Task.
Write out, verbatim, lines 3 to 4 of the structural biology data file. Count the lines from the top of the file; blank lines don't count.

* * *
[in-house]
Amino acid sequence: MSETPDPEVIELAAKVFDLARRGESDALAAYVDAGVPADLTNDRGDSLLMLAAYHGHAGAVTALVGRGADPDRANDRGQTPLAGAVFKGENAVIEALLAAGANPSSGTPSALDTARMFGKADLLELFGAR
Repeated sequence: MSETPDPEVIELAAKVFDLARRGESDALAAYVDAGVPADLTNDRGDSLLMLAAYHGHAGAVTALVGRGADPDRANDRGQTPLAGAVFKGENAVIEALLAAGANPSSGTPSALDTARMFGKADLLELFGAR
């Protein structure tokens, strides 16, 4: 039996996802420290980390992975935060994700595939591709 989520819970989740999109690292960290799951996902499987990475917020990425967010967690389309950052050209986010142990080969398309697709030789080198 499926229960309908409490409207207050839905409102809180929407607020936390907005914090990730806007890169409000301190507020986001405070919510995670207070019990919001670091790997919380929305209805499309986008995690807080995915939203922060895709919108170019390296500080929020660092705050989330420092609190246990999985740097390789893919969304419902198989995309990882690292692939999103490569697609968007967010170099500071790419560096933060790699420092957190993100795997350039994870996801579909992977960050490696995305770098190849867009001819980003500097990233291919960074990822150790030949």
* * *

Repeated sequence: MSETPDPEVIELAAKVFDLARRGESDALAAYVDAGVPADLTNDRGDSLLMLAAYHGHAGAVTALVGRGADPDRANDRGQTPLAGAVFKGENAVIEALLAAGANPSSGTPSALDTARMFGKADLLELFGAR
């Protein structure tokens, strides 16, 4: 039996996802420290980390992975935060994700595939591709 989520819970989740999109690292960290799951996902499987990475917020990425967010967690389309950052050209986010142990080969398309697709030789080198 499926229960309908409490409207207050839905409102809180929407607020936390907005914090990730806007890169409000301190507020986001405070919510995670207070019990919001670091790997919380929305209805499309986008995690807080995915939203922060895709919108170019390296500080929020660092705050989330420092609190246990999985740097390789893919969304419902198989995309990882690292692939999103490569697609968007967010170099500071790419560096933060790699420092957190993100795997350039994870996801579909992977960050490696995305770098190849867009001819980003500097990233291919960074990822150790030949």